Wish I could show you my hive.
As soon as someone tells me what's up with uploading pictures and video I have some cool things to post.
Here's the text for now:
I don't have a colony, but I have a hive and hope for a swarm. The hive plans were hard to get, so I used the principles in the drawings I found on the internet and built the hive you see in the post. There are special things I did because of the Texas heat, even though it will be in the shade most of the day.
As I made my top bars, entrances, roof and vents I kept in mind the chimney effect used on homes with eave vents. The top bars toward the back (where the flowers are) have 1/8" space between them to allow ventilation. I did this by stapling popsicle sticks to the sides and then removed the wood. Then I placed a 1" hole high in the attic so it will pull air into the three entrances because hot air rises. I have three entrances, all at floor level. The front entrance (where my daughter-in-law painted the pyramid hive) has a landing pad. The entrance slot was angled because I couldn't find the best SIZE for an entrance. I did a landing space because I read they prefer it and I wanted a place for an entrance feeder. Later I added the limiter for a 3/8" hight down to 1/4". Just today I added two entrances on the side where the roof is hinged. I used a frame from a window screen to limit the side openings to 3/8" high. They are at floor level so dead bees can be pushed out easily and the bees will enter at an upward angle. The chains keep the roof in place when it's open. This way, when I'm working the hive I have a lot between me and the bees. The roof is covered with self-adhesive, reflective roof flashing.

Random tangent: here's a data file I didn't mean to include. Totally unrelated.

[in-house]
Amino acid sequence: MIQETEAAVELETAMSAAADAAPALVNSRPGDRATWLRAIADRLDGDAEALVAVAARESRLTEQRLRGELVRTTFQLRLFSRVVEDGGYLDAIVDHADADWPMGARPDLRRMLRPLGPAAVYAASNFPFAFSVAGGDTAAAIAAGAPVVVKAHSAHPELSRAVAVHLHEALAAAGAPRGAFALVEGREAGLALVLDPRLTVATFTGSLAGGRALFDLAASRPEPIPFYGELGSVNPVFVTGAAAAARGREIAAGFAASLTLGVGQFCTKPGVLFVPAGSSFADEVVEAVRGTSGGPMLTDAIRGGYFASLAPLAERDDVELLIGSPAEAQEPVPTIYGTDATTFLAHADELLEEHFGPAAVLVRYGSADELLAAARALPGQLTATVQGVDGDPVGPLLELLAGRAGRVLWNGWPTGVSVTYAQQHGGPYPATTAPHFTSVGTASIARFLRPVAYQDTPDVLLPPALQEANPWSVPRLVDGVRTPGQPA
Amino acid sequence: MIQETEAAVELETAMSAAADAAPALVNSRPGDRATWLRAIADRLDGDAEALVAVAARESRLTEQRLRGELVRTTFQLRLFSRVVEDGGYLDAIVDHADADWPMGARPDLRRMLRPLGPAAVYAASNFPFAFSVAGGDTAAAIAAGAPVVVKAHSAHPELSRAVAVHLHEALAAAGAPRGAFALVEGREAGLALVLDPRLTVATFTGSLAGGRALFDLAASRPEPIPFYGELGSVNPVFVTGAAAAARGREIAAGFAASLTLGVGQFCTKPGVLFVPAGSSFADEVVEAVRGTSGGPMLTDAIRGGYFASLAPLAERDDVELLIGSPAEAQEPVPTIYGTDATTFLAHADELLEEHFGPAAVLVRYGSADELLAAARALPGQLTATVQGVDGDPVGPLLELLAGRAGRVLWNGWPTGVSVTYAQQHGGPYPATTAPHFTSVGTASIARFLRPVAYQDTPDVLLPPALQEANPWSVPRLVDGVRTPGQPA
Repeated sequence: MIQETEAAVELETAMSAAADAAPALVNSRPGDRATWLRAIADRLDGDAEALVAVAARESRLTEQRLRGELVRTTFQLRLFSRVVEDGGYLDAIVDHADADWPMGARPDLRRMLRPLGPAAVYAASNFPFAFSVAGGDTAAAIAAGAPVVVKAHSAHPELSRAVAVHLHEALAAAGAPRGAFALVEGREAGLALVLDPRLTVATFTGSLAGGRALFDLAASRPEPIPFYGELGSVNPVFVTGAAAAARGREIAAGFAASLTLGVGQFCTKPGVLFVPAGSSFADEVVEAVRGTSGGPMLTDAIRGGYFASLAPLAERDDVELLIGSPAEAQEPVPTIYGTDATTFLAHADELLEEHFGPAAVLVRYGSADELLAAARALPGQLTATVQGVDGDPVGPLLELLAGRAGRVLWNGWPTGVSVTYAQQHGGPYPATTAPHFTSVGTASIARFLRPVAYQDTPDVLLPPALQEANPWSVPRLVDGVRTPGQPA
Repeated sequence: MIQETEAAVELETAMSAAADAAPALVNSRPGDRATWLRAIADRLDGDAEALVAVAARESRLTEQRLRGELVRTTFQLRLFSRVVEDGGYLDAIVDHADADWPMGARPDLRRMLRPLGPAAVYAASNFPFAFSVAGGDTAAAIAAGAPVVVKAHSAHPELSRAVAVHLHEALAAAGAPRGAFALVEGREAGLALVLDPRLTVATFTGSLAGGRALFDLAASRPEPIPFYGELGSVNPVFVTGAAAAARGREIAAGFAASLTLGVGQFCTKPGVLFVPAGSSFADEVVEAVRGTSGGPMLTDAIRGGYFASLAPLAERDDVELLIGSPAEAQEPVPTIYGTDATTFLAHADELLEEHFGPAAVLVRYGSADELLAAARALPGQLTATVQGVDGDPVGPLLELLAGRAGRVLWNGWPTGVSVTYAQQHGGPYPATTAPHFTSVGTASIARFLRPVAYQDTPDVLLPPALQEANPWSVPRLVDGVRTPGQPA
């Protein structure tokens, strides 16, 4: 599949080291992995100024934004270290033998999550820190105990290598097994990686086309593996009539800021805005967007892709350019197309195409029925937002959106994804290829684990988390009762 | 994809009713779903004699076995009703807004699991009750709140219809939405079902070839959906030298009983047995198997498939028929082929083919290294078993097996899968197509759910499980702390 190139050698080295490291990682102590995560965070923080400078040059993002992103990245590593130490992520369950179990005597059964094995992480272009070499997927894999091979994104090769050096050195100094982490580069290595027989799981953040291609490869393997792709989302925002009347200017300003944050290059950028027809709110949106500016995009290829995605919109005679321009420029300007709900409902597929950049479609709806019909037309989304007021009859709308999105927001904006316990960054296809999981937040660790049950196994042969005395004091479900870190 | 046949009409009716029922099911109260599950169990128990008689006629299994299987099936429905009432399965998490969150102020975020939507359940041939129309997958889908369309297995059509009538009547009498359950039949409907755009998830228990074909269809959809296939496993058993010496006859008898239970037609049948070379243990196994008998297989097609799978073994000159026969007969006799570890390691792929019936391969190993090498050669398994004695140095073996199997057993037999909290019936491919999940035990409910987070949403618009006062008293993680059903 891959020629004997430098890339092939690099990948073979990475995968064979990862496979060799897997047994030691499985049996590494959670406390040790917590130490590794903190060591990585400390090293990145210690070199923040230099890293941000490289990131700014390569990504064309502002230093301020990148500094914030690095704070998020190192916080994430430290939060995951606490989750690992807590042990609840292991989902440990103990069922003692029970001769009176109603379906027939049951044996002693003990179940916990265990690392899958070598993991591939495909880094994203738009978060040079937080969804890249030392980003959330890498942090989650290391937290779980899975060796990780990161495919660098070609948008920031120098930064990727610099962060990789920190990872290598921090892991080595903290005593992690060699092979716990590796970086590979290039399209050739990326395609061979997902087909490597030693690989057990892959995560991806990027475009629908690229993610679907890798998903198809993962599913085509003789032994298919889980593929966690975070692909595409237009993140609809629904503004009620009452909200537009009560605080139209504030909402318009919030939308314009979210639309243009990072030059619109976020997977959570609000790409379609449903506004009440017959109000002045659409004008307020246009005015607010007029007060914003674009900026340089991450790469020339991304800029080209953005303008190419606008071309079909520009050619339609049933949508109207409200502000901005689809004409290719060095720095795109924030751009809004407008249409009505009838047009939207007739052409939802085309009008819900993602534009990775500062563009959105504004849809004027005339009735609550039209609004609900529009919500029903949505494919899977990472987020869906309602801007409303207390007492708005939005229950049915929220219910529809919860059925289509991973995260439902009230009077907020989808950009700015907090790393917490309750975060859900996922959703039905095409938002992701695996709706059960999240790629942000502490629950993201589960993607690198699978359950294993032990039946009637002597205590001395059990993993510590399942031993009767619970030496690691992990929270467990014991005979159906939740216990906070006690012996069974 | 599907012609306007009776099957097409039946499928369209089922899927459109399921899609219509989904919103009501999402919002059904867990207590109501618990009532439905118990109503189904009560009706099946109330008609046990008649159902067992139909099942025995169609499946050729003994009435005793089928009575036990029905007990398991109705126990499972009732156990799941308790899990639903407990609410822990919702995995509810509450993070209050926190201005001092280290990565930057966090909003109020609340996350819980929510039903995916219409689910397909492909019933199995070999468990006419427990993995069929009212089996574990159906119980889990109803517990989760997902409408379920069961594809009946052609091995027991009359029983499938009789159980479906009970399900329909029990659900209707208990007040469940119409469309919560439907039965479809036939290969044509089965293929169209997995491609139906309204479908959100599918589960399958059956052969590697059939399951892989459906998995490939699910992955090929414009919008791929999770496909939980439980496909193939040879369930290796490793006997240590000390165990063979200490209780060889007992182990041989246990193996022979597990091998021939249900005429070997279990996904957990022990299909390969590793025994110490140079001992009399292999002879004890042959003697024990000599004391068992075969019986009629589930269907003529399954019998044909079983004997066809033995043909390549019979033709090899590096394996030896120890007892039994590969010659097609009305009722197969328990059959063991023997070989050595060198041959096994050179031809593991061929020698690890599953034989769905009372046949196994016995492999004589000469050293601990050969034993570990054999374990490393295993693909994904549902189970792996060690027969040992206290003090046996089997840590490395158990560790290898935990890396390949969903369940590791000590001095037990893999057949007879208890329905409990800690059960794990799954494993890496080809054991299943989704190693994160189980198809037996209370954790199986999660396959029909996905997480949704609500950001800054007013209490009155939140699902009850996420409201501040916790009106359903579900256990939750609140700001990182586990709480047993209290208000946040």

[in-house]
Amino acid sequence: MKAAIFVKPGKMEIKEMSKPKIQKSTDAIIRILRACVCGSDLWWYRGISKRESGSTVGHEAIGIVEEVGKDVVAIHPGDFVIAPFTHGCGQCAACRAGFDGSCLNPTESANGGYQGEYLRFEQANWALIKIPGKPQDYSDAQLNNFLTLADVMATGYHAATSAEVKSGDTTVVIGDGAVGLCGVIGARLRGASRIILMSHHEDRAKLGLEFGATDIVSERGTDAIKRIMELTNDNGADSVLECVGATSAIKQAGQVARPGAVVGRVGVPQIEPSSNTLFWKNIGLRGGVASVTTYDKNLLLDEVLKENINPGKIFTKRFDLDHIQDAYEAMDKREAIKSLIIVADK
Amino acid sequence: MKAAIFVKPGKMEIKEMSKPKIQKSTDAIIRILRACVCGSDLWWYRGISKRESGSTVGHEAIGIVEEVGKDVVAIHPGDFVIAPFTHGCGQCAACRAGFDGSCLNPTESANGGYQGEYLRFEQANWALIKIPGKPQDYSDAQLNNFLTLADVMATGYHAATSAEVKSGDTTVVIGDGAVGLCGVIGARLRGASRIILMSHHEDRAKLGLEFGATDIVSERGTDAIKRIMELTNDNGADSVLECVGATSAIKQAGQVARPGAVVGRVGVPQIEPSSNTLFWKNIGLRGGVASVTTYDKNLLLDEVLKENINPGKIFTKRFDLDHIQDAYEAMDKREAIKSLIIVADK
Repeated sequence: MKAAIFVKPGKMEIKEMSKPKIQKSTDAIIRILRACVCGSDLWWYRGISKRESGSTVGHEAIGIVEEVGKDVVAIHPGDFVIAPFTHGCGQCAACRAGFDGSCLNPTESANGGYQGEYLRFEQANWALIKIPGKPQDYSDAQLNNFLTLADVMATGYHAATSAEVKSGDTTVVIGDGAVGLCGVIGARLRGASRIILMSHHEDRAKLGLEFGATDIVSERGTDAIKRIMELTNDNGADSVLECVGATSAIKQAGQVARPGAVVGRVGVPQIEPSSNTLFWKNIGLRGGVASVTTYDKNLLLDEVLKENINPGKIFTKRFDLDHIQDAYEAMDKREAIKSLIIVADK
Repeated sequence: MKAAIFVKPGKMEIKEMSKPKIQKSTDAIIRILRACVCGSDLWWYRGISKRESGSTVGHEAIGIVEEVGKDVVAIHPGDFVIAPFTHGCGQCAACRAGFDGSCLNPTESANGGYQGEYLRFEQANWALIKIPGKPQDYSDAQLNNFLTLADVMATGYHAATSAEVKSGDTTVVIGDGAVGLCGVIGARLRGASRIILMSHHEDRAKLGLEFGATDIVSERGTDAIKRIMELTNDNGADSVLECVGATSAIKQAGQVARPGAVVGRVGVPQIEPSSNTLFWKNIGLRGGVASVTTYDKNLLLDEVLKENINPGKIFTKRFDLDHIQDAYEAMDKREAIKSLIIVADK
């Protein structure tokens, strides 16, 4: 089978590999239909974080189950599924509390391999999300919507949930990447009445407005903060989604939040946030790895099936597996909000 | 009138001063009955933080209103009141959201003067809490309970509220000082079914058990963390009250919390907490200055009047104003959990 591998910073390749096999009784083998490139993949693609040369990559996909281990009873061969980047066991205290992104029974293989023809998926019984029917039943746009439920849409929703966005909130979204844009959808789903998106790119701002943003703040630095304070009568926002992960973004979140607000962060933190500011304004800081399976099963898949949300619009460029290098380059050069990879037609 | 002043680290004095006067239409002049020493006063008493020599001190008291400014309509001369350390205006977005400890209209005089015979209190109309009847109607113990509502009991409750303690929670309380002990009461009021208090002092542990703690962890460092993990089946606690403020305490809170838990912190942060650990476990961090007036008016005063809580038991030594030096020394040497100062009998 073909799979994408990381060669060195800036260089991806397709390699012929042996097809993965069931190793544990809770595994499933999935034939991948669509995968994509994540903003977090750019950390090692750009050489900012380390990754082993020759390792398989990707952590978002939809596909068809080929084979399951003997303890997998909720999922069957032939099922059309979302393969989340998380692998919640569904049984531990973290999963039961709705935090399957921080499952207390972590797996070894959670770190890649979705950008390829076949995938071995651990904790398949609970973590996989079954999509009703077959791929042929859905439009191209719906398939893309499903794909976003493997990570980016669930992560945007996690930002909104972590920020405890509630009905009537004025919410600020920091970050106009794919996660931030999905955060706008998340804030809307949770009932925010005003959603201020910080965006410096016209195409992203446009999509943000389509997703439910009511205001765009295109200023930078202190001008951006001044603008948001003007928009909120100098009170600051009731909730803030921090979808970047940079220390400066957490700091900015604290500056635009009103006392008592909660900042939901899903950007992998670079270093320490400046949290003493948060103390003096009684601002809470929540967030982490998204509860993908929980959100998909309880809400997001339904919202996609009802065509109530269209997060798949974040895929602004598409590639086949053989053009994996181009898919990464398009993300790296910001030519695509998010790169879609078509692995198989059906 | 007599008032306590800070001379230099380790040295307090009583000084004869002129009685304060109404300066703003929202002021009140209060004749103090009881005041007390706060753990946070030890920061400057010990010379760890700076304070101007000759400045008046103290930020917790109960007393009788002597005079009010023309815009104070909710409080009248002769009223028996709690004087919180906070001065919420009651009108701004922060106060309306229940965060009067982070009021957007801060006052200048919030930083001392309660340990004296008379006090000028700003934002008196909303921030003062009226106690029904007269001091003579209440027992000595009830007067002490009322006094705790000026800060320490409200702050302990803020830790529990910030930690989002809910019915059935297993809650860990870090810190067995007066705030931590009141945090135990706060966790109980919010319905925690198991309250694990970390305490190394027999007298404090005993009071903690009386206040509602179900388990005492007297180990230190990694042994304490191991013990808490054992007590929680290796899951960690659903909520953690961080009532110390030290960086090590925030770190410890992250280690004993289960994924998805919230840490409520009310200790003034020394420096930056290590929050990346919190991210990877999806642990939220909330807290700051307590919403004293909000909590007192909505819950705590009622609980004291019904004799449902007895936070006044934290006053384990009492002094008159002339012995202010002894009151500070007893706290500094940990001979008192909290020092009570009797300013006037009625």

By the way, I built the whole thing of aspen plywood mostly because I just like how it looks, works and weathers. My budget was $50, top bars and all. The top-bars are red oak with a strip of aspen. The handles I put on the top bars are just big fence staples, but you can't pull them out and they are easy to hold with gloves. I also plan to make a rack and these would make it easy to hang the bars over a tray I plan to use. I'm CHEAP!. I got my brother to buy my jacket and hood with promise he would be paid back with 2 lbs. of honey. My sister bought my smoker and jar-type entrance feeder for the same deal.
You probably noted there is no window on the side. There won't be. On eBay I found a $22 (postage paid) borescope that works with my netbook. Note: I already had a CD drive to load the software. The way my entrances are set up, I will be able to put the borescope on a stiff wire with a bend at the end and view any part of the hive. This hasn't been tested with bees, but it works GREAT. It's my theory that the bees will be less disturbed by the 4 LED lights from the borescope (which can be dimmed) than having the whole side of the hive opened to the sun. I hope to post videos.
SO!, What do you think? Can you help me with photo upload?